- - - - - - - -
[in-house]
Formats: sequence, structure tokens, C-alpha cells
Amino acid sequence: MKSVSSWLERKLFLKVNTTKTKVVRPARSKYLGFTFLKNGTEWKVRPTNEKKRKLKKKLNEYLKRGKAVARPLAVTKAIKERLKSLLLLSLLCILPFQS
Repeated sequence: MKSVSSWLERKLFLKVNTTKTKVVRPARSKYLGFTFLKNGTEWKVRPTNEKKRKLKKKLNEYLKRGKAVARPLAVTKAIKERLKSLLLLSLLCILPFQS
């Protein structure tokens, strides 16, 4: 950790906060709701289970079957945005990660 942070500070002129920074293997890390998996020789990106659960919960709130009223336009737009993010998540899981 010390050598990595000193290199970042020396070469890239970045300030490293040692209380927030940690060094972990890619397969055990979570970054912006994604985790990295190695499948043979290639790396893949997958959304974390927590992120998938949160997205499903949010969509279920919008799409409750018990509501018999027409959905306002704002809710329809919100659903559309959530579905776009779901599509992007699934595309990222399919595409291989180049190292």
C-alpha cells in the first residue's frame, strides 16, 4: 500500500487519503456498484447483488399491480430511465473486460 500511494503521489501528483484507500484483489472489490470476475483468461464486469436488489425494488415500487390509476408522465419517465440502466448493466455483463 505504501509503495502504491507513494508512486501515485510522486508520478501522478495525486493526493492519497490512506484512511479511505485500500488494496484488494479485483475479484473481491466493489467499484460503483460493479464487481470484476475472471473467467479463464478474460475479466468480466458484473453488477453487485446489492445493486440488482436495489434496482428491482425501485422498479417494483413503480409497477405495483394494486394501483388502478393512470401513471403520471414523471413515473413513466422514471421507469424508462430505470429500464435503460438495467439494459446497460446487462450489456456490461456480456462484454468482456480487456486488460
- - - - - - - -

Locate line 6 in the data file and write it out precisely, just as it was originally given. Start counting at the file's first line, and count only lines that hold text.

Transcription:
C-alpha cells in the first residue's frame, strides 16, 4: 500500500487519503456498484447483488399491480430511465473486460 500511494503521489501528483484507500484483489472489490470476475483468461464486469436488489425494488415500487390509476408522465419517465440502466448493466455483463 505504501509503495502504491507513494508512486501515485510522486508520478501522478495525486493526493492519497490512506484512511479511505485500500488494496484488494479485483475479484473481491466493489467499484460503483460493479464487481470484476475472471473467467479463464478474460475479466468480466458484473453488477453487485446489492445493486440488482436495489434496482428491482425501485422498479417494483413503480409497477405495483394494486394501483388502478393512470401513471403520471414523471413515473413513466422514471421507469424508462430505470429500464435503460438495467439494459446497460446487462450489456456490461456480456462484454468482456480487456486488460